Home Again (Shanghai/Great Firewall dept)

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Twenty three hours after I got up in Chicago, I drag into one of the nicest hotels in Shanghai and think, Back home! Fire up the computer to say hello to my family and find.... there are all sorts of sites I can't reach and links that give time-out errors. Something wrong my computer or with the connection in this posh hotel??


And then I realize, with a Doh-style slap of the forehead, of course! You can bring a gala World Expo to Shanghai, but you still can't bring the "real" Internet, not even to a top-end venue like this. Will re-up my Witopia "personal VPN" subscription (which I had innocently let lapse on moving out of China) after I've slept and am conscious enough to enter the right credit card info.  I guess I really have been gone for a while, or am really tired, to make this rookie mistake. 
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James Fallows is a national correspondent for The Atlantic and has written for the magazine since the late 1970s. He has reported extensively from outside the United States and once worked as President Carter's chief speechwriter. His latest book is China Airborne. More

James Fallows is based in Washington as a national correspondent for The Atlantic. He has worked for the magazine for nearly 30 years and in that time has also lived in Seattle, Berkeley, Austin, Tokyo, Kuala Lumpur, Shanghai, and Beijing. He was raised in Redlands, California, received his undergraduate degree in American history and literature from Harvard, and received a graduate degree in economics from Oxford as a Rhodes scholar. In addition to working for The Atlantic, he has spent two years as chief White House speechwriter for Jimmy Carter, two years as the editor of US News & World Report, and six months as a program designer at Microsoft. He is an instrument-rated private pilot. He is also now the chair in U.S. media at the U.S. Studies Centre at the University of Sydney, in Australia.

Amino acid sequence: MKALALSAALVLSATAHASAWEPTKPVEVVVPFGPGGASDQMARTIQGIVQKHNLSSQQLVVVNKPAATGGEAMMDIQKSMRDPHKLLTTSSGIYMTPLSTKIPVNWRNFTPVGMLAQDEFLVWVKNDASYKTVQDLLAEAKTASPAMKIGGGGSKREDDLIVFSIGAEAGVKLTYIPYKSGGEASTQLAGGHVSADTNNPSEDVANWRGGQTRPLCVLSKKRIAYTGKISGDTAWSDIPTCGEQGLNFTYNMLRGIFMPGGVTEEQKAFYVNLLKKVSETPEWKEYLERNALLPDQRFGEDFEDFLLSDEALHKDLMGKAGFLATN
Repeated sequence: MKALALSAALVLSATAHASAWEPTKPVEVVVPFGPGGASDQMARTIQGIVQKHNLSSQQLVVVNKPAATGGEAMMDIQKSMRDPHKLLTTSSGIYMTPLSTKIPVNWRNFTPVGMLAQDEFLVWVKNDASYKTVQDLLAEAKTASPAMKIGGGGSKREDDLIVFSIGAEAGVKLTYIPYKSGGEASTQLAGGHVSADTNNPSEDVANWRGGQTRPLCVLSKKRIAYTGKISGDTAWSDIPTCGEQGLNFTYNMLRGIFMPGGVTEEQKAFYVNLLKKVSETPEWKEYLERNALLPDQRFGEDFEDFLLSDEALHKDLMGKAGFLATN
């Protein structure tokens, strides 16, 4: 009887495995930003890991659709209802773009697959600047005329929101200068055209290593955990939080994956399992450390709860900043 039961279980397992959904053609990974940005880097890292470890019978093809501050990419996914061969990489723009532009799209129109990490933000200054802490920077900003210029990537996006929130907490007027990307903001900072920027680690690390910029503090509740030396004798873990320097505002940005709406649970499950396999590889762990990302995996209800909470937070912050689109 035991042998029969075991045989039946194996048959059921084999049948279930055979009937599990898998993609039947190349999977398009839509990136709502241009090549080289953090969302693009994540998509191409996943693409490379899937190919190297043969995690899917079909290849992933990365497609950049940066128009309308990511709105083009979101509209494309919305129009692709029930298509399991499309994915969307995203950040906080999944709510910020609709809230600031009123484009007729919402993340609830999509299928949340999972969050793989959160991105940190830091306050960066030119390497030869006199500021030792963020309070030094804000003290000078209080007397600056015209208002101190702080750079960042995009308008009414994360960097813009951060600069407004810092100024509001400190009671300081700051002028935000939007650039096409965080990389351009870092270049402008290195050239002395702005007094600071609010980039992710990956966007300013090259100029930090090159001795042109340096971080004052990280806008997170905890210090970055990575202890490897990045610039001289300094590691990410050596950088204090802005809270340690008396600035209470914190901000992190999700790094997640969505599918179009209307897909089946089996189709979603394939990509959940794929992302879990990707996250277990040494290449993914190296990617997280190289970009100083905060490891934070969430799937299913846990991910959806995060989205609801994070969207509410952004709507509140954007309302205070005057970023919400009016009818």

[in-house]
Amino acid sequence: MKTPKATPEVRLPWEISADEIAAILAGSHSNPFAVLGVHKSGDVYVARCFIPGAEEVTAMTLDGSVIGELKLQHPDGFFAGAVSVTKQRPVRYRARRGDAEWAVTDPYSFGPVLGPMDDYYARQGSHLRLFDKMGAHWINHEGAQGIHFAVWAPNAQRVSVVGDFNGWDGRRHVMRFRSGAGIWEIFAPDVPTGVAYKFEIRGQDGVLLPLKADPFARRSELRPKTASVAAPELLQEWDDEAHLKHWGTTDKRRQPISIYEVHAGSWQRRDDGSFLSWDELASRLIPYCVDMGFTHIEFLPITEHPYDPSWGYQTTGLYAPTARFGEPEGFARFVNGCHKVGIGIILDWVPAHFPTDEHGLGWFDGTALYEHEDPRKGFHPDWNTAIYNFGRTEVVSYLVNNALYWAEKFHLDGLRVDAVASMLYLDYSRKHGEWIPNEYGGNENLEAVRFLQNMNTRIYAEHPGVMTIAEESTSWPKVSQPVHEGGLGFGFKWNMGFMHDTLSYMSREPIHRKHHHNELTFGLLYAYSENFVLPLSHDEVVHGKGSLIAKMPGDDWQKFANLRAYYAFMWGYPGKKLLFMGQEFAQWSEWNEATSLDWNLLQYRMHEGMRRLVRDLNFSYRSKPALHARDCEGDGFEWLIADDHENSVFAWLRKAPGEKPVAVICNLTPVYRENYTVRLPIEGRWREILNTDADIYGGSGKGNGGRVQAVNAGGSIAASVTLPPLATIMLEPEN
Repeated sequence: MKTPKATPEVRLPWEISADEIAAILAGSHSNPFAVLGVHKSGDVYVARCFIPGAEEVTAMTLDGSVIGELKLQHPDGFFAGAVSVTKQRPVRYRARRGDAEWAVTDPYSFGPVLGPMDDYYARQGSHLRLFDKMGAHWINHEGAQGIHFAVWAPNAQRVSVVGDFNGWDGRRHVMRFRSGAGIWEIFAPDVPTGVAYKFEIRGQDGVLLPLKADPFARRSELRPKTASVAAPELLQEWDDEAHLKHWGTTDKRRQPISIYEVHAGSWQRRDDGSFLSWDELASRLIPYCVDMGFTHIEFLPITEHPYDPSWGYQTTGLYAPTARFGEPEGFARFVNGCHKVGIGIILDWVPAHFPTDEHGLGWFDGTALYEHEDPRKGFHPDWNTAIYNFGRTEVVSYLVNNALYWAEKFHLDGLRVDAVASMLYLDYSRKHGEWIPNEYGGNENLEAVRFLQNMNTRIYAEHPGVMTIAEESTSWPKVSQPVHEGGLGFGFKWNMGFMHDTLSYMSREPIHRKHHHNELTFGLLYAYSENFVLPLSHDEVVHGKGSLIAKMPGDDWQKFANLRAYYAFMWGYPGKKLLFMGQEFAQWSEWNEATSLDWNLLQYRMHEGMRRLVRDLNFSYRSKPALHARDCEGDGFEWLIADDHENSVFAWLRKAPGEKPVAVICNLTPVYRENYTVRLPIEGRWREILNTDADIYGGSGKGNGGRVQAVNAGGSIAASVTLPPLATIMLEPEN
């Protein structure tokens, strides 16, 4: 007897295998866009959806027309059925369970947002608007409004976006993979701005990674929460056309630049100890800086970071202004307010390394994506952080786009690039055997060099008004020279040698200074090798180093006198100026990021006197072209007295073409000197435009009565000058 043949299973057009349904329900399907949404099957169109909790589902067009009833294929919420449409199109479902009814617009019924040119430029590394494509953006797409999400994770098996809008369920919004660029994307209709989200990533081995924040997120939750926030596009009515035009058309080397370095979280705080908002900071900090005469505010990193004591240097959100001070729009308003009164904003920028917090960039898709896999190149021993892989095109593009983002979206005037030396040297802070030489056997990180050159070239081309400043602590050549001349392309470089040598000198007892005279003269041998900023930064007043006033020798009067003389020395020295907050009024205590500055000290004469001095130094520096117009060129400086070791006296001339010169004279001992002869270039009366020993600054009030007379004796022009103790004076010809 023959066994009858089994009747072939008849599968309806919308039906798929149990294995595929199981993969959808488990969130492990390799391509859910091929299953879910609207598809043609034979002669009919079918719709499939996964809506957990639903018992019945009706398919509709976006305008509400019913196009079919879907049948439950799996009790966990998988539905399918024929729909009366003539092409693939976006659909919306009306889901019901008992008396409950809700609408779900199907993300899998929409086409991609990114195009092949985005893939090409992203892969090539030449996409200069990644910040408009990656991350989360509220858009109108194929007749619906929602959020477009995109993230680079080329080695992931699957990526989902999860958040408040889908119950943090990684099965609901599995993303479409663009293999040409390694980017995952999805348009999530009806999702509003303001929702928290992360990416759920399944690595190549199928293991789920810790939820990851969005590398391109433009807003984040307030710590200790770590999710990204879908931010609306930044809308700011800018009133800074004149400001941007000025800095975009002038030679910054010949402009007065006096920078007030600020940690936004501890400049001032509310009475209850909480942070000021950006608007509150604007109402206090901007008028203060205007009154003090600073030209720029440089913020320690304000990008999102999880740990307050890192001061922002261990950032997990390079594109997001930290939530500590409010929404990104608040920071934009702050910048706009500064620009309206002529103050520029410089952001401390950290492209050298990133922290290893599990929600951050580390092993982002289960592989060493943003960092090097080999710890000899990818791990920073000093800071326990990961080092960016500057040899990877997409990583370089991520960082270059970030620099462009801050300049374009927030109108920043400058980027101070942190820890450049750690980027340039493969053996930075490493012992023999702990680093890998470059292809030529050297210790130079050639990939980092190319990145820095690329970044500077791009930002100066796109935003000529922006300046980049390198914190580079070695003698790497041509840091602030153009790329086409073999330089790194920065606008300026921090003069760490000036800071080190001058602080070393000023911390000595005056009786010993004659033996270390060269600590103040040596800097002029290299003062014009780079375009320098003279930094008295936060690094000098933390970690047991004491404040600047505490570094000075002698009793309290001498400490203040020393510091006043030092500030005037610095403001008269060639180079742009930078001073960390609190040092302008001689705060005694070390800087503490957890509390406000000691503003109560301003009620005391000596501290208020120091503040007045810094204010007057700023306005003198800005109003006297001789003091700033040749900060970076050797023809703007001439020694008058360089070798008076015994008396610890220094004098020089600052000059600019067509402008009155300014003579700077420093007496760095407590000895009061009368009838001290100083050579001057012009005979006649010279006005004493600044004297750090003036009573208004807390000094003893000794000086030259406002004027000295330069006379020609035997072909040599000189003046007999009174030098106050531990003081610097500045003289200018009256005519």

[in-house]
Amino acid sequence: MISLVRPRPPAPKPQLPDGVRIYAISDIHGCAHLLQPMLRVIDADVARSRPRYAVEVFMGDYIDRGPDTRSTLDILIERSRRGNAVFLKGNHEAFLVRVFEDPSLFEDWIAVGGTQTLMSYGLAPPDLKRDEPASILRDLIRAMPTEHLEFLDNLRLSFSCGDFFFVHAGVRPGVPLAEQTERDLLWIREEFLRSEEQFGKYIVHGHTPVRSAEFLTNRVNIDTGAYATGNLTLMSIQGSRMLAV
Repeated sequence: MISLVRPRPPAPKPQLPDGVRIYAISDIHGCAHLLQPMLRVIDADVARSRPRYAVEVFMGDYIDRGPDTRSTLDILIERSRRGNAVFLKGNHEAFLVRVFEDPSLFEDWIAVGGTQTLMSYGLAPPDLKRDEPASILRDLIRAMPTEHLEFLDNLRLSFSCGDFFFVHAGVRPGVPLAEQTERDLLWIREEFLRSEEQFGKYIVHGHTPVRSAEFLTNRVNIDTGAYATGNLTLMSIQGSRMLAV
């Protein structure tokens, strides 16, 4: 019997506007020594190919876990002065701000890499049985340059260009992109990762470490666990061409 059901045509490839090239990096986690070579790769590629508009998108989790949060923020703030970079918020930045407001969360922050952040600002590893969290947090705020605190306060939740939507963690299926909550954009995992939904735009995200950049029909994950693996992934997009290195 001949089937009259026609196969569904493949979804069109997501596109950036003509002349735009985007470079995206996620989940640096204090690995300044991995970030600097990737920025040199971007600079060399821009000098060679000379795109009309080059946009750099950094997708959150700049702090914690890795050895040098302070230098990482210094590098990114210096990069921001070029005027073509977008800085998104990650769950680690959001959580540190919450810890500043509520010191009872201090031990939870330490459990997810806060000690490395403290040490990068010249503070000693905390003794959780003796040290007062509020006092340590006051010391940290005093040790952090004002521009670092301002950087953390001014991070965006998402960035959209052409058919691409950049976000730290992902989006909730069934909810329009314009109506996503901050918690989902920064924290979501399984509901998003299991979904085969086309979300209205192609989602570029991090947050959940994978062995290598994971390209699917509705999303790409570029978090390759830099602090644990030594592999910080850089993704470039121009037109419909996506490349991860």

Fallows has been a finalist for the National Magazine Award five times and has won once; he has also won the American Book Award for nonfiction and a N.Y. Emmy award for the documentary series Doing Business in China. He was the founding chairman of the New America Foundation. His recent books Blind Into Baghdad (2006) and Postcards From Tomorrow Square (2009) are based on his writings for The Atlantic. His latest book is China Airborne. He is married to Deborah Fallows, author of the recent book Dreaming in Chinese. They have two married sons.

Fallows welcomes and frequently quotes from reader mail sent via the "Email" button below. Unless you specify otherwise, we consider any incoming mail available for possible quotation -- but not with the sender's real name unless you explicitly state that it may be used. If you are wondering why Fallows does not use a "Comments" field below his posts, please see previous explanations here and here.
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